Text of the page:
Anyone who knew my father for any length of time learned he was a talented and quiet man; a leader. He inspired those who knew him to be creative, be the best they could be. Your efforts were not acceptable if he thought them ‘Half-Assed”.
A couple things I have done in my lifetime made him proud. I got sober and started concentrating on my talents as an artist. He bought a few of my paintings because he liked them, not just because I painted them.
He inspired my latest art quilt, Geisha in The Snow
He gave me a print-out of an image he found on line and liked. I remember dad asking me if I thought I ‘could do anything with this’ as he handed the piece of paper to me. Although the quilt is not completely finished, I was able to show it to dad when he was back east in July. It knocked his socks off!
After I wrote my book-One Voice Raised: A Triumph Over Rape, he called to tell me he thought it was very well written and wished it could be read by all rape survivors. I know he passed his copy on to so many friends it was a dog-eared mess by the time he got it back. Or, maybe he never got it back? I don’t remember. It would be pretty awesome if my book were still being passed along with my dad’s recommendations.
Some of my earliest memories from childhood are of me standing by dads drawing table watching him work on his architectural drawings. I found the process fascinating. I imagine it must have been difficult for him to concentrate with me peering over his left shoulder while he drew, but dad never seemed to mind. I guess it must have been during these times with dad that I decided I wanted to learn to draw.
I spoke with dad about a week before he died. He told me he had been diagnosed with prostate cancer and his doctor thought it had spread to his hip. I had the feeling he didn’t want to hang up from the call and that it would be the last time I would talk with him. I tried to shake the feeling, but it wouldn’t go away. I think he knew he was sicker than he let on.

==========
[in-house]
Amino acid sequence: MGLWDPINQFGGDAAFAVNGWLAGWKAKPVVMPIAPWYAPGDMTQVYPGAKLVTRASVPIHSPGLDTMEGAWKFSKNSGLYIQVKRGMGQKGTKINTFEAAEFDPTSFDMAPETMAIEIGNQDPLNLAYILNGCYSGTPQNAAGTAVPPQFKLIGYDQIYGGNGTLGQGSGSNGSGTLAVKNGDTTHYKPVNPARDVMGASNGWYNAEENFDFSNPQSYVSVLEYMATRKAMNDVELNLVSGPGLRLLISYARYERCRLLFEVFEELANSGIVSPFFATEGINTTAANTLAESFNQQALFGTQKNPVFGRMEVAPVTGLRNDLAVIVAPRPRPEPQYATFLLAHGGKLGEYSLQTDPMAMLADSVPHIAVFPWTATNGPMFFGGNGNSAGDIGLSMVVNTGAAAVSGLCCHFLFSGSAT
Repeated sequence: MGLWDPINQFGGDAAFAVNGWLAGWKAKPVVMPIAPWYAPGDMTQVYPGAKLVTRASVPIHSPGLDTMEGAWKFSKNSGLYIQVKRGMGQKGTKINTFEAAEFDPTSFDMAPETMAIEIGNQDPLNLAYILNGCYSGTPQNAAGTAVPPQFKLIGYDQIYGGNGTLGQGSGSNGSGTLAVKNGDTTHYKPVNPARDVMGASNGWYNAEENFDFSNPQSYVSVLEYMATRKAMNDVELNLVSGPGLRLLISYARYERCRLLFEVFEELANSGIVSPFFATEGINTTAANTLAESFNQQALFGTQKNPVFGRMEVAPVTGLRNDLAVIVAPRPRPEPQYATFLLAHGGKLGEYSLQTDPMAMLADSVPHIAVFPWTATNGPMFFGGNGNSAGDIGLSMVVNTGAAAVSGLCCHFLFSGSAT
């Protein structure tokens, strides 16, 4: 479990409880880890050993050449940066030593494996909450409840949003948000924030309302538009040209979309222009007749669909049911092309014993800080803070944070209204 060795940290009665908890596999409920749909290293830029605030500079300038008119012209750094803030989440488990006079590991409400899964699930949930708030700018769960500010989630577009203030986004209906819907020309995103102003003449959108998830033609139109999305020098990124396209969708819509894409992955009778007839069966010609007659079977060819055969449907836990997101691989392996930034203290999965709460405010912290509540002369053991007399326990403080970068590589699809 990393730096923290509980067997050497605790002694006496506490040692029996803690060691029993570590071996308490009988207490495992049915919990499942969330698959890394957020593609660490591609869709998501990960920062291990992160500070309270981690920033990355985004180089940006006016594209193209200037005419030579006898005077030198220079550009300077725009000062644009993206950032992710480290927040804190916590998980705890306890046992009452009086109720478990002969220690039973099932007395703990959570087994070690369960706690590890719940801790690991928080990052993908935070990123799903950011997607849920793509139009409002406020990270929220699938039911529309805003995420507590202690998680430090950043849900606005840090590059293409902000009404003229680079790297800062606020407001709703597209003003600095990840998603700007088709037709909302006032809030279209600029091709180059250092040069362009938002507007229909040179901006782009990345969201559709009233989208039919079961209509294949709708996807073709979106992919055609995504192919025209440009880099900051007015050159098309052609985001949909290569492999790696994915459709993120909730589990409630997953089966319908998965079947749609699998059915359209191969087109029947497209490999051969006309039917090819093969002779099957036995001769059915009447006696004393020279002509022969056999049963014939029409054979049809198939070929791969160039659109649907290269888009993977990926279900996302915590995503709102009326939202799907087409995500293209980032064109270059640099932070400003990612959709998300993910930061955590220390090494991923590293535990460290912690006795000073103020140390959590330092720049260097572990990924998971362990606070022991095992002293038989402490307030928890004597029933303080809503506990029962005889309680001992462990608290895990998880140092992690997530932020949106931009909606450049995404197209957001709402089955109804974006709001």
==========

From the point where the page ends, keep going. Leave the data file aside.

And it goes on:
He told me he wished he could go to Venice again. One of my sisters and a few friends and I were heading to Italy on October 10th. I promised we would send photos and told him I hoped he would get the chance to return.
On the 13th of October dad had what was supposed to be the first in a course of chemotherapy treatments. After the treatment he said he felt better-no pain in his stomach from a lingering bout of diverticulitis. It was the best he had felt in weeks and he said he thought he was on the mend…happy to feel like his old self again.
The next day dad enjoyed a big lunch and was in good spirits. He went to lay down for a nap and didn’t wake up.
Around 11pm the doorbell to our apartment in Venice rang. My sister unlocked the door and no one was there. It was just about the same time dad laid down for his nap in California. I guess dad made it back to Venice after all.
It would be just like him to ring the bell and hide.
My father was an architect who played a part in the construction of many malls and buildings around the country and in Europe. Although these buildings will be around for years, I think his legacy will live on in his 5 children, grandkids, great grand kids and his friends. He taught us to try our hardest at what ever we pursued. By striving to be the best, you will never be disappointed in what you accomplish knowing you have given it your all.
And, he taught us to laugh. He loved to make us laugh.
Dads heart was to be out on the water and as often as he could he would be on his boat sailing.
Lately I have been hearing a Tom Waits song in my head:
Shiver Me Timbers
I’m leavin’ my fam’ly
And leavin’ my friends
My body’s at home
But my heart’s in the wind
Where the clouds are like headlines
On a new front page sky
My tears are salt water
And the moon’s full and high
The fog’s liftin’
And the sand’s shiftin’
And I’m driftin’ on out
And Ol’ Captain Ahab
He ain’t got nothin’ on me.
So come on and swallow me, don’t follow me
I’m trav’lin’ alone
Blue water’s my daughter
‘N I’m gonna skip like a stone
Everyone who met my father learned a lot about themselves by listening to the advice and teachings from a man whose harshest words were
“For crying out loud.”
And when he was really mad, he added,
Love you dad…gentle breezes…till we meet again.